When Elena’s request to privatize her piece of land failed, it became clear that the authorities had marked the Parkent-2 quarter for investment. They allocated it to Aliakbar Stroy Servis – a company with no investment record, one of the curious enterprises created overnight since the onset of the construction boom. Initially, no one informed the 50 families living in the area of the redevelopment project, although by law, the residents should receive a six month demolition notice. They should also receive proper compensation for their lost property or an equivalent apartment in a nearby area.
But only some of the residents wanted to move out. Others, with spacious apartments, who spent years renovating them and looking after their gardens had no intention to leave. In the end, it was one of the few quarters left which dated back to the Tsarist period. The flats were not falling apart, but the sole purpose of the demolitions was to improve the quality of housing, as judged by modern “developed” ideals. By law no one can be forced to abandon their property in favor of private investment. When the residents started protesting, the local administration changed their strategy.
Aliakbar Stroy Servis was then given the task of evicting the residents and demolishing the quarter to make space for a military garage, currently based only a few hundred meters away from the quarter. In a curious trade off, the company received the land belonging to the military in exchange for Parkent-2. Since challenging a government investment would be much harder than a private one, the residents were left with no choice but to accept resettlement.
“We cannot fight against the decision, although by law, military needs have priority during wartime. Since the garage is there, there is no reason to demolish the whole area. It is not a military need,” Elena says. “Coming up with an idea to move a garage which has been there for the past 50 or 60 years makes no sense.”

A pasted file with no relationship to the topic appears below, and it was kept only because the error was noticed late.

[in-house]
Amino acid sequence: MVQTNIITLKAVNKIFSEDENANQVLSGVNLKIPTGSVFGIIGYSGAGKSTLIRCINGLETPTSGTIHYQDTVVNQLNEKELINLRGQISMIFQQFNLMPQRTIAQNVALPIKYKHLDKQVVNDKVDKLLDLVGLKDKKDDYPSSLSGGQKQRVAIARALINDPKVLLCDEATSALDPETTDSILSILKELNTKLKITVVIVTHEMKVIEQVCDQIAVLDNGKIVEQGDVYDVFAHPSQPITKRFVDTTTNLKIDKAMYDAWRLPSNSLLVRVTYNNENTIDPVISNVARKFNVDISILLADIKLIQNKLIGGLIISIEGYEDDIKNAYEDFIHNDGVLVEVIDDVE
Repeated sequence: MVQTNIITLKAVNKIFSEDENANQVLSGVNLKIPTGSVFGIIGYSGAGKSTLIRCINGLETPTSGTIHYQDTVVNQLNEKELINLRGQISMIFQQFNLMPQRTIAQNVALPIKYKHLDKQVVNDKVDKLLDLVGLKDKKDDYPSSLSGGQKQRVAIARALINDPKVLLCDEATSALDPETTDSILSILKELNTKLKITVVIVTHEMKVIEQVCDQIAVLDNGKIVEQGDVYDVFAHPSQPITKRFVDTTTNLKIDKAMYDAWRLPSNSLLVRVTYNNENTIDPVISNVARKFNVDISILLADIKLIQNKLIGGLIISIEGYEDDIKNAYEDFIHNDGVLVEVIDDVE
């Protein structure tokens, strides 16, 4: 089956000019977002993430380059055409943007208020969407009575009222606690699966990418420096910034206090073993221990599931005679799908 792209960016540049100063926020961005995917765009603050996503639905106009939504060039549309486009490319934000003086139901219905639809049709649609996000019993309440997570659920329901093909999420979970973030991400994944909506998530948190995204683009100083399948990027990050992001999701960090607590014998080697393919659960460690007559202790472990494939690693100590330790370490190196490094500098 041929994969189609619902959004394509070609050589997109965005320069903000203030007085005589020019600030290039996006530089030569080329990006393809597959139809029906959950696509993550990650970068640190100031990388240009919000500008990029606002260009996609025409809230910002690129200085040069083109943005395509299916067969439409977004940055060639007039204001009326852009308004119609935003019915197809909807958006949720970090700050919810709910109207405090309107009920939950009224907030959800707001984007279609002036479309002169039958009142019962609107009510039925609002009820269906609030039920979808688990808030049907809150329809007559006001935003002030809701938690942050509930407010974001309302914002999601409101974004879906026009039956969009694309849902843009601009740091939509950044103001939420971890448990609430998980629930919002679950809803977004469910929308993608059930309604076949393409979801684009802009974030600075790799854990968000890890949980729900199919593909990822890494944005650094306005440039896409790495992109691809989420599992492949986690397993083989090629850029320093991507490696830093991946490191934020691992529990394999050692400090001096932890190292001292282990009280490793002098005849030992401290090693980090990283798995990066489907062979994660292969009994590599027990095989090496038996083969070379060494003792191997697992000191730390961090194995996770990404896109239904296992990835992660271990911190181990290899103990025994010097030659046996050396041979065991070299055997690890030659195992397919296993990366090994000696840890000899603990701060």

Soon after, Aliakbar Stroy Servis filed a court case against the residents to speed up the evictions.
“City hall made a decision. We were supposed to build a living complex here. But then the decision changed and it will be a military park. They gave us a different area,” Gulom Maxkamov, the company representative, told The Diplomat in September 2019. “This land used to belong to the military academy, then they sold it to the people, but now they need the space back.”
The recent history of Uzbekistan can be summed up as the history of demolitions in the service of development. Parkent-2 was not the only historical area which has fallen victim to this process. Over the past couple of years, many such places have ceased to exist, replaced by what the government views as modern architecture. But as Jens Jordan, academic at the Bauhaus-University Weimar, specializing in heritage conservation in Uzbekistan, argues, the process of gradual destruction of Uzbekistan’s architectural heritage is nothing new.